287 - Utility of Lumbar Puncture and Emergent Neuroimaging in Children With Complex Febrile Seizure
Thursday, May 14, 2020
1:00 PM – 1:08 PM
Location: Terrace: Terrace Level
Participants should be aware of the following financial/non-financial relationships:
Christine Saracino: No financial relationships or conflicts of interest
David Guernsey: No disclosure data submitted.
Tome Levy, DO: No financial relationships or conflicts of interest
Patricia Camino: No disclosure data submitted.
Shahfar Khan: No disclosure data submitted.
Lior Vardi: No disclosure data submitted.
Antonios Likourezos, MA, MPH: No disclosure data submitted.
Hector Vazquez: No disclosure data submitted.
Jefferson Drapkin, MPH: No disclosure data submitted.
Background and Objectives: Seizures are associated with both acute bacterial meningitis (ABM) and intracranial pathology, though the incidence of both of these outcomes is low in children presenting with complex febrile seizure (CFS). The objective of this study was to determine a set of predictors to distinguish those children who present with CFS who also have ABM or clinically important intracranial pathology from those who do not.
Methods: We performed a retrospective cohort study of all children age 6 months to 6 years who presented to a single urban pediatric emergency department between January 2009 and January 2019 with a complex febrile seizure. We excluded patients who had a previous history of non-febrile seizure, an underlying medical condition that predisposed the patient to seizure, a ventriculoperitoneal shunt, or known trauma. Data extracted from each patient’s electronic medical record (emr) included age, sex, ethnicity, fever height, presence or absence of focal neurologic deficit, nuchal rigidity, or altered mental status, seizure characteristics, cerebrospinal fluid (CSF) results (white blood cell count, red blood cell count, culture result), neuroimaging results, need for medical or neurosurgical intervention based on imaging results, and patient disposition.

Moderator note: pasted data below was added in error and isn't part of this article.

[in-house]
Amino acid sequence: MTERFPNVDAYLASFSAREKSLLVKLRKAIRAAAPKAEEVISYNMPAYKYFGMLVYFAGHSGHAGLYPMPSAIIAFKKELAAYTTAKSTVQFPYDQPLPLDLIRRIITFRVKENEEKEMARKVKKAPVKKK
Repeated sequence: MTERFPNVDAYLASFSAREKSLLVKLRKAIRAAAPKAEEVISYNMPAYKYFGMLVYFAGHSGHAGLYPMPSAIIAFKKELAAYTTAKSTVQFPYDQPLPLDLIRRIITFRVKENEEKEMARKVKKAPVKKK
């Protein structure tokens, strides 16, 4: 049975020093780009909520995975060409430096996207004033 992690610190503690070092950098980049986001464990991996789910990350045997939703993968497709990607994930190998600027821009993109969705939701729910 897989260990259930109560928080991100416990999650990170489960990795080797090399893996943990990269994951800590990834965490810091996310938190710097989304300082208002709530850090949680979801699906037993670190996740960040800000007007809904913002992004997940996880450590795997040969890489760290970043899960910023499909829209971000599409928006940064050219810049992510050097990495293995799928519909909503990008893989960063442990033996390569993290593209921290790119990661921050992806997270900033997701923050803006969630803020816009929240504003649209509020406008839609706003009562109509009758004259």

Results: We identified 240 children with complex febrile seizure who met inclusion criteria. Forty-seven (19.6%) had a lumbar puncture (LP) performed and 53 (22.1%) had neuroimaging performed, either in the emergency department or during their inpatient stay related to this illness. Zero children were found to have ABM and two (0.8%) were found to have clinically important intracranial pathology. Both patients with clinically important intracranial pathology presented with multiple seizures in a twenty-four hour period.
Conclusion: The risk of both ABM and clinically important intracranial pathology in children with complex febrile seizure is low, indicating that routine lumbar puncture and emergent neuroimaging may not be necessary in this group of patients. However, more studies with a larger number of patients are needed to definitively make this determination.